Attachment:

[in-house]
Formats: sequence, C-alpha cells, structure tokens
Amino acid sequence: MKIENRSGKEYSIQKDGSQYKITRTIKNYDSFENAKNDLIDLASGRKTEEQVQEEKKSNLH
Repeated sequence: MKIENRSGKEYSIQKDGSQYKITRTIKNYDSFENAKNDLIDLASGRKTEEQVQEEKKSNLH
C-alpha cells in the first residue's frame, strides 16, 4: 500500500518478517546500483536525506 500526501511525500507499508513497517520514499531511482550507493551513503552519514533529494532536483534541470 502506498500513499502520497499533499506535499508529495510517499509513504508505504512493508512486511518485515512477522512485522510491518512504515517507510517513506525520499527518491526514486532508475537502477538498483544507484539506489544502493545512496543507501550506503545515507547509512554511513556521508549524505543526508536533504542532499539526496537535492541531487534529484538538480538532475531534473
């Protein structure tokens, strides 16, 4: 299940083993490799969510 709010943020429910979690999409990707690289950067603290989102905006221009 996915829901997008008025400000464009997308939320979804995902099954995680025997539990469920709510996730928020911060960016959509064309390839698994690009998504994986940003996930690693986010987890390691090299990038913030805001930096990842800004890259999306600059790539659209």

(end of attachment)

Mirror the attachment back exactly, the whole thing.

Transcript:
[in-house]
Formats: sequence, C-alpha cells, structure tokens
Amino acid sequence: MKIENRSGKEYSIQKDGSQYKITRTIKNYDSFENAKNDLIDLASGRKTEEQVQEEKKSNLH
Repeated sequence: MKIENRSGKEYSIQKDGSQYKITRTIKNYDSFENAKNDLIDLASGRKTEEQVQEEKKSNLH
C-alpha cells in the first residue's frame, strides 16, 4: 500500500518478517546500483536525506 500526501511525500507499508513497517520514499531511482550507493551513503552519514533529494532536483534541470 502506498500513499502520497499533499506535499508529495510517499509513504508505504512493508512486511518485515512477522512485522510491518512504515517507510517513506525520499527518491526514486532508475537502477538498483544507484539506489544502493545512496543507501550506503545515507547509512554511513556521508549524505543526508536533504542532499539526496537535492541531487534529484538538480538532475531534473
């Protein structure tokens, strides 16, 4: 299940083993490799969510 709010943020429910979690999409990707690289950067603290989102905006221009 996915829901997008008025400000464009997308939320979804995902099954995680025997539990469920709510996730928020911060960016959509064309390839698994690009998504994986940003996930690693986010987890390691090299990038913030805001930096990842800004890259999306600059790539659209």